Georg Friedrich Händel (1685 – 1759) was a German,
later British, baroque composer who spent the bulk of
his career in London, becoming well known for his
operas, oratorios, anthems, and organ concertos. Handel
received important training in Halle and worked as a
composer in Hamburg and Italy before settling in London
in 1712; he became a naturalised British subject in
1727. He was strongly influenced both by the great
composers of the Italian Baroque and by the
middle-German polyphonic choral tradition.
Handel's Viola Concerto is a quite popular work among
viola players, some like it, others hate it.
Unfortunately, it is also often considered only as
"study material" and therefore ill-treated and not made
really enjoyable. Indeed, in some of his operas he gave
the violas an important role and composed some arias
with solo viola accompaniment.
Handel was born in 1685, the same year as Bach and four
years after Telemann.It was revealed that this piece
was not actually written by Handel. It was written by
french violist/ violist d'amore Henri Casadesus
(1879-1947) in the style of Handel. He forged the piece
under Handel's name and then later admitted to having
written it in a court dispute. Casadesus was a French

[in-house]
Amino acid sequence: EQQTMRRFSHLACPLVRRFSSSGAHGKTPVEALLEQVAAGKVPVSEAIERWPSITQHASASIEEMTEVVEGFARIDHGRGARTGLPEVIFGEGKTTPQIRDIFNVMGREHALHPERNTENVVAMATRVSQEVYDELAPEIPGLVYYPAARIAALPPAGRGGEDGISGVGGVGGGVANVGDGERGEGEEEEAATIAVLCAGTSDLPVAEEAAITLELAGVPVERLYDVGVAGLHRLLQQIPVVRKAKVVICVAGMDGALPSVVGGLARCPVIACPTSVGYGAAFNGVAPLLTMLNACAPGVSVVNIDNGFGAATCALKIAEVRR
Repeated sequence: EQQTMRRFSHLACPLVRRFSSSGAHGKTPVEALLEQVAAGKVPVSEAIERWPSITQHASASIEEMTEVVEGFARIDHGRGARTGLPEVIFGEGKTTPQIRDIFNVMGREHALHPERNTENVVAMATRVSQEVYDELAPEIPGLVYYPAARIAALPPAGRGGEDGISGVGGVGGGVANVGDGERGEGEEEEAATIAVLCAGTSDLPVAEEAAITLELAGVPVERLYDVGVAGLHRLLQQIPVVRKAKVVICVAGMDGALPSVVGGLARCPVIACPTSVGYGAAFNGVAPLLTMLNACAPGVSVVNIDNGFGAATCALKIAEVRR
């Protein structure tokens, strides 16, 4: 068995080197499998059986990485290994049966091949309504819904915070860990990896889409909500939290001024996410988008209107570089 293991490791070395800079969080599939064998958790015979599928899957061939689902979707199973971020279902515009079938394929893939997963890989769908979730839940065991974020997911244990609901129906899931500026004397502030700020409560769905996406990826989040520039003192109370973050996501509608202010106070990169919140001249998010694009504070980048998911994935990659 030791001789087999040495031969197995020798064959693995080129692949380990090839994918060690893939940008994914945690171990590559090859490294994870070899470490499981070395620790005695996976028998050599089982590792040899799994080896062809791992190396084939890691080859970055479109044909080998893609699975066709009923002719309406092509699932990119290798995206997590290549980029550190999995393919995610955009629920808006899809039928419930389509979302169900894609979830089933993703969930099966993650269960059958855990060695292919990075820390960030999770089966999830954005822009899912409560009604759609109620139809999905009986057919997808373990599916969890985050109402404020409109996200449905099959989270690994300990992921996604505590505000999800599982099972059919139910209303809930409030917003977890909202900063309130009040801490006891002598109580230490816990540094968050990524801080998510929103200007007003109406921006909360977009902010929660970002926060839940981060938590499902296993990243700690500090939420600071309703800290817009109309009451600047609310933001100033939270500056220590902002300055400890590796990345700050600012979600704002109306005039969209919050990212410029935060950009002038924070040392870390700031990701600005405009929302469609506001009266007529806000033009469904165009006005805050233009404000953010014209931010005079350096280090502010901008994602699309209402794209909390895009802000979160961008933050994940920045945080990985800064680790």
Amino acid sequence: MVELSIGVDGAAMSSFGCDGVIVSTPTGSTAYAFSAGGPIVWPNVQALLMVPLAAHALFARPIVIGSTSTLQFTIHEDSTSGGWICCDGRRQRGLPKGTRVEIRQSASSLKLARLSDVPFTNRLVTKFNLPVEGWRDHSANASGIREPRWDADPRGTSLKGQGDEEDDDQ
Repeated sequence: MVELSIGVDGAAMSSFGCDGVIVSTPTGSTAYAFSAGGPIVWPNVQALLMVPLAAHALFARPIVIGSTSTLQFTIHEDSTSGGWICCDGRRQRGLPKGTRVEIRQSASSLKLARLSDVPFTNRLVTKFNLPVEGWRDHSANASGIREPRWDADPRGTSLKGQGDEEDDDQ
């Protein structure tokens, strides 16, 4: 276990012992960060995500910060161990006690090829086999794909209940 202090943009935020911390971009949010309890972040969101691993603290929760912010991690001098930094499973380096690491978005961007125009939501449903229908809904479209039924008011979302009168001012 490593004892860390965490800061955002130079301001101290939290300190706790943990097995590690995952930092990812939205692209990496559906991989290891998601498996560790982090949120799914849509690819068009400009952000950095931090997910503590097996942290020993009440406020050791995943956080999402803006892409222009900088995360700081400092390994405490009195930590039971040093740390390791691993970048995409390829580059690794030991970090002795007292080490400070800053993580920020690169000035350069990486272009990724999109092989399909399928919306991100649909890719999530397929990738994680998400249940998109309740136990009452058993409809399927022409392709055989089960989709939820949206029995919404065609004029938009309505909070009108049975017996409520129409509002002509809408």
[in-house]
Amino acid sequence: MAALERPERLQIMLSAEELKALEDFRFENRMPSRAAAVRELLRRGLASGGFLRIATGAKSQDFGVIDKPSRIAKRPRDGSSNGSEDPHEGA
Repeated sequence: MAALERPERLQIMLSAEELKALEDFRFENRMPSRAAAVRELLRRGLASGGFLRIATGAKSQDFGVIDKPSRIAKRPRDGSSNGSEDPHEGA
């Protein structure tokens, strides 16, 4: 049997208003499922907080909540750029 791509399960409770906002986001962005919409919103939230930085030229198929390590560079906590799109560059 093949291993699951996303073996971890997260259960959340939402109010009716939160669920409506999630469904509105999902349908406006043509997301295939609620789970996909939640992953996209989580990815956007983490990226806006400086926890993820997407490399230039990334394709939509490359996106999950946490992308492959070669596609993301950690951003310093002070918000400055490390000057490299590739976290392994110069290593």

composer, viola and viola d'amore player and publisher.
With his family he had formed a Society of Ancient
Instruments and, in addition to rediscovering music by
old masters, he composed some new ones. He did what
also Fritz Kreisler did with the violin, composing a
lot of works and passing them off as little-known works
by Baroque composers. However, for some reason,
Casadesus' works, unlike Kreisler's, are usually less
known and belittled, instead of being considered as
some original, clever compositions. Nonetheless, the
piece is a brilliant invention; a nice compostition "in
Source: Viola In Music
Although originally written for Baroque Orchestra, I
created this Interpretation of the Concerto Grosso in D
Major (HWV 316 Opus 3 No. 5) for Clarinet & Strings (2
Violins, Viola & Cello).